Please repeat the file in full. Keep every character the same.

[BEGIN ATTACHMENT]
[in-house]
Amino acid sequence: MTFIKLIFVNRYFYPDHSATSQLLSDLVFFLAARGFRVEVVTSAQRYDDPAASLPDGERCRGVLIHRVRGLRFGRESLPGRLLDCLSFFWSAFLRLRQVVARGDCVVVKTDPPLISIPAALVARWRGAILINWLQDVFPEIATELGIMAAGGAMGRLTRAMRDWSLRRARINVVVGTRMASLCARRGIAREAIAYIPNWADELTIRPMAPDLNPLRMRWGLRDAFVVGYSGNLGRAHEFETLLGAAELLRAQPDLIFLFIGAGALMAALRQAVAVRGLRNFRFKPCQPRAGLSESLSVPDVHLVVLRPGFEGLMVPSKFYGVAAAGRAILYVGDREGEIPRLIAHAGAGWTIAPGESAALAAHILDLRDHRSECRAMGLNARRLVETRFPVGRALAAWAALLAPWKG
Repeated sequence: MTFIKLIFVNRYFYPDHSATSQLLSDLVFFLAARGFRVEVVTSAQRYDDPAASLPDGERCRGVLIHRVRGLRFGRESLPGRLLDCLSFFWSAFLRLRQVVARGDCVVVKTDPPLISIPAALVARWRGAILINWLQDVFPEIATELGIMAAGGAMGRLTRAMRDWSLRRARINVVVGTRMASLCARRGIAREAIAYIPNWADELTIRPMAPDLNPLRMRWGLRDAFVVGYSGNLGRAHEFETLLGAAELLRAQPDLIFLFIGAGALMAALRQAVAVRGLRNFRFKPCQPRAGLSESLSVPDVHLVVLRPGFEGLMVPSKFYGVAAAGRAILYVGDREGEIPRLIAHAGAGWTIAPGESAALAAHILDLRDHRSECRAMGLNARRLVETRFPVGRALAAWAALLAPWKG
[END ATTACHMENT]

[in-house]
Amino acid sequence: MTFIKLIFVNRYFYPDHSATSQLLSDLVFFLAARGFRVEVVTSAQRYDDPAASLPDGERCRGVLIHRVRGLRFGRESLPGRLLDCLSFFWSAFLRLRQVVARGDCVVVKTDPPLISIPAALVARWRGAILINWLQDVFPEIATELGIMAAGGAMGRLTRAMRDWSLRRARINVVVGTRMASLCARRGIAREAIAYIPNWADELTIRPMAPDLNPLRMRWGLRDAFVVGYSGNLGRAHEFETLLGAAELLRAQPDLIFLFIGAGALMAALRQAVAVRGLRNFRFKPCQPRAGLSESLSVPDVHLVVLRPGFEGLMVPSKFYGVAAAGRAILYVGDREGEIPRLIAHAGAGWTIAPGESAALAAHILDLRDHRSECRAMGLNARRLVETRFPVGRALAAWAALLAPWKG
Repeated sequence: MTFIKLIFVNRYFYPDHSATSQLLSDLVFFLAARGFRVEVVTSAQRYDDPAASLPDGERCRGVLIHRVRGLRFGRESLPGRLLDCLSFFWSAFLRLRQVVARGDCVVVKTDPPLISIPAALVARWRGAILINWLQDVFPEIATELGIMAAGGAMGRLTRAMRDWSLRRARINVVVGTRMASLCARRGIAREAIAYIPNWADELTIRPMAPDLNPLRMRWGLRDAFVVGYSGNLGRAHEFETLLGAAELLRAQPDLIFLFIGAGALMAALRQAVAVRGLRNFRFKPCQPRAGLSESLSVPDVHLVVLRPGFEGLMVPSKFYGVAAAGRAILYVGDREGEIPRLIAHAGAGWTIAPGESAALAAHILDLRDHRSECRAMGLNARRLVETRFPVGRALAAWAALLAPWKG